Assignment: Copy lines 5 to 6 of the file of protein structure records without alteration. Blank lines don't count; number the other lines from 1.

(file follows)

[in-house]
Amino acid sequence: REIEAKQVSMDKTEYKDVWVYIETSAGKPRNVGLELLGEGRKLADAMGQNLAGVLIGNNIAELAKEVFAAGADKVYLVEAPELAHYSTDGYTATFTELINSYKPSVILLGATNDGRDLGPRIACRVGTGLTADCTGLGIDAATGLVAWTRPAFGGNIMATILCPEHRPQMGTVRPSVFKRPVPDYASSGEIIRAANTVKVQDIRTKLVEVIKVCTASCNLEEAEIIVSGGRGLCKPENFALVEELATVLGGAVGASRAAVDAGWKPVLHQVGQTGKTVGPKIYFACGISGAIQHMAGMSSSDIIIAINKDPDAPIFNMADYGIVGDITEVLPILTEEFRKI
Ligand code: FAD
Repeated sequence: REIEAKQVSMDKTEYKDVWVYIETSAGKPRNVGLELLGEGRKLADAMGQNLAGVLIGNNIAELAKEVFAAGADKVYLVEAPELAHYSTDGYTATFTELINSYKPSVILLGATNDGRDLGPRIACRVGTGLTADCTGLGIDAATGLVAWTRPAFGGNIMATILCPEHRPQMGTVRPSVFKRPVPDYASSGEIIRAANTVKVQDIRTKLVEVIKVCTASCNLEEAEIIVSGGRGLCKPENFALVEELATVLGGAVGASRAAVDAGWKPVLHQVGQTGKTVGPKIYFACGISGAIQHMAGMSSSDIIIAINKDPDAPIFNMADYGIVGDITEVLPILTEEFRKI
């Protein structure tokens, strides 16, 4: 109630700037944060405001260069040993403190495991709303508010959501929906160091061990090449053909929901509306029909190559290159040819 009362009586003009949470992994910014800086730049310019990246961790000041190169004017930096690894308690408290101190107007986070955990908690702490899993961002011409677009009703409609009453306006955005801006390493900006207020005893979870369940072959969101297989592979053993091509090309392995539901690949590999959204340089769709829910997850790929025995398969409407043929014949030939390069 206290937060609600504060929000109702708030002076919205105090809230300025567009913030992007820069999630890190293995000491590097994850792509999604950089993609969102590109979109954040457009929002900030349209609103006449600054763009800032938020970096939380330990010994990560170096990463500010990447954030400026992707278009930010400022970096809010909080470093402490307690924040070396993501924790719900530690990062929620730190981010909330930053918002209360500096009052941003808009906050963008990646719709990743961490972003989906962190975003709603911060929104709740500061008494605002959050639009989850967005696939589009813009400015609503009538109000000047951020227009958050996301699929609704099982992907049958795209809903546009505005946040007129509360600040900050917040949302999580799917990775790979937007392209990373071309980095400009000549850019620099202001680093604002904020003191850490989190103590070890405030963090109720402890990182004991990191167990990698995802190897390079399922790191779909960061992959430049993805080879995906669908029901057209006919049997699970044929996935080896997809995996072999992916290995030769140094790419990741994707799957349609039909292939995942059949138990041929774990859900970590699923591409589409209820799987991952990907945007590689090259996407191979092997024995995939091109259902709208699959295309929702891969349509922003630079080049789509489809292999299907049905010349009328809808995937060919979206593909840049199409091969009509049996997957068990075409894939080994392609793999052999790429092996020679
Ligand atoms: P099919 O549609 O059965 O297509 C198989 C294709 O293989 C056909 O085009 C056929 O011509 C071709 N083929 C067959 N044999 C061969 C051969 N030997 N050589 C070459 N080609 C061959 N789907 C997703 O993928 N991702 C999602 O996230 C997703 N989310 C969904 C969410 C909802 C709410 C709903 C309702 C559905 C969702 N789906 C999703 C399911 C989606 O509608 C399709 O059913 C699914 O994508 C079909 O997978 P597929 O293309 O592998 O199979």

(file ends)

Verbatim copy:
């Protein structure tokens, strides 16, 4: 109630700037944060405001260069040993403190495991709303508010959501929906160091061990090449053909929901509306029909190559290159040819 009362009586003009949470992994910014800086730049310019990246961790000041190169004017930096690894308690408290101190107007986070955990908690702490899993961002011409677009009703409609009453306006955005801006390493900006207020005893979870369940072959969101297989592979053993091509090309392995539901690949590999959204340089769709829910997850790929025995398969409407043929014949030939390069 206290937060609600504060929000109702708030002076919205105090809230300025567009913030992007820069999630890190293995000491590097994850792509999604950089993609969102590109979109954040457009929002900030349209609103006449600054763009800032938020970096939380330990010994990560170096990463500010990447954030400026992707278009930010400022970096809010909080470093402490307690924040070396993501924790719900530690990062929620730190981010909330930053918002209360500096009052941003808009906050963008990646719709990743961490972003989906962190975003709603911060929104709740500061008494605002959050639009989850967005696939589009813009400015609503009538109000000047951020227009958050996301699929609704099982992907049958795209809903546009505005946040007129509360600040900050917040949302999580799917990775790979937007392209990373071309980095400009000549850019620099202001680093604002904020003191850490989190103590070890405030963090109720402890990182004991990191167990990698995802190897390079399922790191779909960061992959430049993805080879995906669908029901057209006919049997699970044929996935080896997809995996072999992916290995030769140094790419990741994707799957349609039909292939995942059949138990041929774990859900970590699923591409589409209820799987991952990907945007590689090259996407191979092997024995995939091109259902709208699959295309929702891969349509922003630079080049789509489809292999299907049905010349009328809808995937060919979206593909840049199409091969009509049996997957068990075409894939080994392609793999052999790429092996020679
Ligand atoms: P099919 O549609 O059965 O297509 C198989 C294709 O293989 C056909 O085009 C056929 O011509 C071709 N083929 C067959 N044999 C061969 C051969 N030997 N050589 C070459 N080609 C061959 N789907 C997703 O993928 N991702 C999602 O996230 C997703 N989310 C969904 C969410 C909802 C709410 C709903 C309702 C559905 C969702 N789906 C999703 C399911 C989606 O509608 C399709 O059913 C699914 O994508 C079909 O997978 P597929 O293309 O592998 O199979």